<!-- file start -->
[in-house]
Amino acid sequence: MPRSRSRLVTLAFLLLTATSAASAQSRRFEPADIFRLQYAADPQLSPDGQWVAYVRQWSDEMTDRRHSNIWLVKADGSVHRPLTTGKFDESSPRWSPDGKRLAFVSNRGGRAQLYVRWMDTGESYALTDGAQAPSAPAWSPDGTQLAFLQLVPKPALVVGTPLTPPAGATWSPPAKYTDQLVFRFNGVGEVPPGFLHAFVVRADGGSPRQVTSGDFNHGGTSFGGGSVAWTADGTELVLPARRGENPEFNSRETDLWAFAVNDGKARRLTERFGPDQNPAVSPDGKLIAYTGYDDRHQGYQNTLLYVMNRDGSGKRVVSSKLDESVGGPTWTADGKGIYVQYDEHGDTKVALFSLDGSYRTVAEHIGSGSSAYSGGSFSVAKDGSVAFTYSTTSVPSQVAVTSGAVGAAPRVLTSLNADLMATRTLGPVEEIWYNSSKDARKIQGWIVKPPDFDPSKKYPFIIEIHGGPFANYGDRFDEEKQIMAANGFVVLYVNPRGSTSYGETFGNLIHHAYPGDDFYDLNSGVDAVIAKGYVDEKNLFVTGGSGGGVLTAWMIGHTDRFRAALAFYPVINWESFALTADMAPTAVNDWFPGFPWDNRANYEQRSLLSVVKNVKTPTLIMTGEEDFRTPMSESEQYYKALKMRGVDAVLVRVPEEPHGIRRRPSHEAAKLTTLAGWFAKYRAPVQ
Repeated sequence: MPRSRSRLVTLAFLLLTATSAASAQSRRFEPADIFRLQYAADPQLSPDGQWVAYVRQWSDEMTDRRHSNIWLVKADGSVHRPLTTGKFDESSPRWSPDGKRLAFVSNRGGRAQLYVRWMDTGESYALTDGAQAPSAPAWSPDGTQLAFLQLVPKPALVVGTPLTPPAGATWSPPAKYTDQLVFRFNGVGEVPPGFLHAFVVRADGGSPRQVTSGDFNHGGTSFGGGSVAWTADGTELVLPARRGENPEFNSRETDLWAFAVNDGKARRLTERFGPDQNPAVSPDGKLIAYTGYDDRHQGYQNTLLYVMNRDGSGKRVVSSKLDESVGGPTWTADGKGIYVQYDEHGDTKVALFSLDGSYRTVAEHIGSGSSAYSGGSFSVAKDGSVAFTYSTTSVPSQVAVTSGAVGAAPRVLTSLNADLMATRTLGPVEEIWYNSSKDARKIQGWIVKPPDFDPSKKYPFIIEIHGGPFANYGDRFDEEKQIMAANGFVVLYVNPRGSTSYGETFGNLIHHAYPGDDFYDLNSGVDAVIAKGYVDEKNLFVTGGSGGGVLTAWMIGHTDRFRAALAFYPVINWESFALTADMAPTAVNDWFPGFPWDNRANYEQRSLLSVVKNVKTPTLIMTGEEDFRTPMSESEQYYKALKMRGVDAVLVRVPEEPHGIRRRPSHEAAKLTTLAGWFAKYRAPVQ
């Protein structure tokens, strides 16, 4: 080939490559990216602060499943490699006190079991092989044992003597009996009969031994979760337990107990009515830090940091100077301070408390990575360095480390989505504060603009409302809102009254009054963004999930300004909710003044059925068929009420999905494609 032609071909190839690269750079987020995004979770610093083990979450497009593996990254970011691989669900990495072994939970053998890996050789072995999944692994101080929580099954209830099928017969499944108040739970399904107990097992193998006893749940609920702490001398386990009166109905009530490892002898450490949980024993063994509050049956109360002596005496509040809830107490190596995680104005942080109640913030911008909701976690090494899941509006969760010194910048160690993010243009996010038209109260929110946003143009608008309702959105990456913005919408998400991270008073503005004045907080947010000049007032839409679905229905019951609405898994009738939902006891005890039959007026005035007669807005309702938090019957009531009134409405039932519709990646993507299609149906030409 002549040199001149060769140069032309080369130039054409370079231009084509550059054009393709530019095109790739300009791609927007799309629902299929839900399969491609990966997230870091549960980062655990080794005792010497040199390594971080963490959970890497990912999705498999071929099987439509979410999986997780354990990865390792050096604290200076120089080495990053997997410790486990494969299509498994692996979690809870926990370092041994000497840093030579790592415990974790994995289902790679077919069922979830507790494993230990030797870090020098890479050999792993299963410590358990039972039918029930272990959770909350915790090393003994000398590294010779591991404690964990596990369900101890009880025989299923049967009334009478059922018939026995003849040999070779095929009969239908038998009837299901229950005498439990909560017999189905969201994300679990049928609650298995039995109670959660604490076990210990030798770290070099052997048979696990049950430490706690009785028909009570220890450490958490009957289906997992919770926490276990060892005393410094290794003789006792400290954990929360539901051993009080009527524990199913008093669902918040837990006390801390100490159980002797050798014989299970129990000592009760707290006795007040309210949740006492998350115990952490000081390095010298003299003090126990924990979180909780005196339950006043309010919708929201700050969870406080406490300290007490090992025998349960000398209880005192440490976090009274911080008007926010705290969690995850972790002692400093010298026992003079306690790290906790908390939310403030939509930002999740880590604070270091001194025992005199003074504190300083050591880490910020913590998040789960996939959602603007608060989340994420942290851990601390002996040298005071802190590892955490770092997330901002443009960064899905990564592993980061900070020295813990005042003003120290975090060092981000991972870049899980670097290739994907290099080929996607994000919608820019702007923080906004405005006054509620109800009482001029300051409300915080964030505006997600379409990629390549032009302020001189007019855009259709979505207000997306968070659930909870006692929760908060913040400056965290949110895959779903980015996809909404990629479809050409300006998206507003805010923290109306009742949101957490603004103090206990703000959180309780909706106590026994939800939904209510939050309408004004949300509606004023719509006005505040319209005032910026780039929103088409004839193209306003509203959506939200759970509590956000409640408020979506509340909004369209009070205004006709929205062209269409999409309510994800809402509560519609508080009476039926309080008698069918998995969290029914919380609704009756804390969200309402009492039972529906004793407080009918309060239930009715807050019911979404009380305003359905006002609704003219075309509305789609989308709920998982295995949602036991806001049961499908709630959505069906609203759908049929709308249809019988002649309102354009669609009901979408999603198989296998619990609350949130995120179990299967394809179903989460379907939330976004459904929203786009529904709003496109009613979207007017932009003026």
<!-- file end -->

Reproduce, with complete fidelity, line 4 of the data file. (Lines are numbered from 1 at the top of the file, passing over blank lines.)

């Protein structure tokens, strides 16, 4: 080939490559990216602060499943490699006190079991092989044992003597009996009969031994979760337990107990009515830090940091100077301070408390990575360095480390989505504060603009409302809102009254009054963004999930300004909710003044059925068929009420999905494609 032609071909190839690269750079987020995004979770610093083990979450497009593996990254970011691989669900990495072994939970053998890996050789072995999944692994101080929580099954209830099928017969499944108040739970399904107990097992193998006893749940609920702490001398386990009166109905009530490892002898450490949980024993063994509050049956109360002596005496509040809830107490190596995680104005942080109640913030911008909701976690090494899941509006969760010194910048160690993010243009996010038209109260929110946003143009608008309702959105990456913005919408998400991270008073503005004045907080947010000049007032839409679905229905019951609405898994009738939902006891005890039959007026005035007669807005309702938090019957009531009134409405039932519709990646993507299609149906030409 002549040199001149060769140069032309080369130039054409370079231009084509550059054009393709530019095109790739300009791609927007799309629902299929839900399969491609990966997230870091549960980062655990080794005792010497040199390594971080963490959970890497990912999705498999071929099987439509979410999986997780354990990865390792050096604290200076120089080495990053997997410790486990494969299509498994692996979690809870926990370092041994000497840093030579790592415990974790994995289902790679077919069922979830507790494993230990030797870090020098890479050999792993299963410590358990039972039918029930272990959770909350915790090393003994000398590294010779591991404690964990596990369900101890009880025989299923049967009334009478059922018939026995003849040999070779095929009969239908038998009837299901229950005498439990909560017999189905969201994300679990049928609650298995039995109670959660604490076990210990030798770290070099052997048979696990049950430490706690009785028909009570220890450490958490009957289906997992919770926490276990060892005393410094290794003789006792400290954990929360539901051993009080009527524990199913008093669902918040837990006390801390100490159980002797050798014989299970129990000592009760707290006795007040309210949740006492998350115990952490000081390095010298003299003090126990924990979180909780005196339950006043309010919708929201700050969870406080406490300290007490090992025998349960000398209880005192440490976090009274911080008007926010705290969690995850972790002692400093010298026992003079306690790290906790908390939310403030939509930002999740880590604070270091001194025992005199003074504190300083050591880490910020913590998040789960996939959602603007608060989340994420942290851990601390002996040298005071802190590892955490770092997330901002443009960064899905990564592993980061900070020295813990005042003003120290975090060092981000991972870049899980670097290739994907290099080929996607994000919608820019702007923080906004405005006054509620109800009482001029300051409300915080964030505006997600379409990629390549032009302020001189007019855009259709979505207000997306968070659930909870006692929760908060913040400056965290949110895959779903980015996809909404990629479809050409300006998206507003805010923290109306009742949101957490603004103090206990703000959180309780909706106590026994939800939904209510939050309408004004949300509606004023719509006005505040319209005032910026780039929103088409004839193209306003509203959506939200759970509590956000409640408020979506509340909004369209009070205004006709929205062209269409999409309510994800809402509560519609508080009476039926309080008698069918998995969290029914919380609704009756804390969200309402009492039972529906004793407080009918309060239930009715807050019911979404009380305003359905006002609704003219075309509305789609989308709920998982295995949602036991806001049961499908709630959505069906609203759908049929709308249809019988002649309102354009669609009901979408999603198989296998619990609350949130995120179990299967394809179903989460379907939330976004459904929203786009529904709003496109009613979207007017932009003026």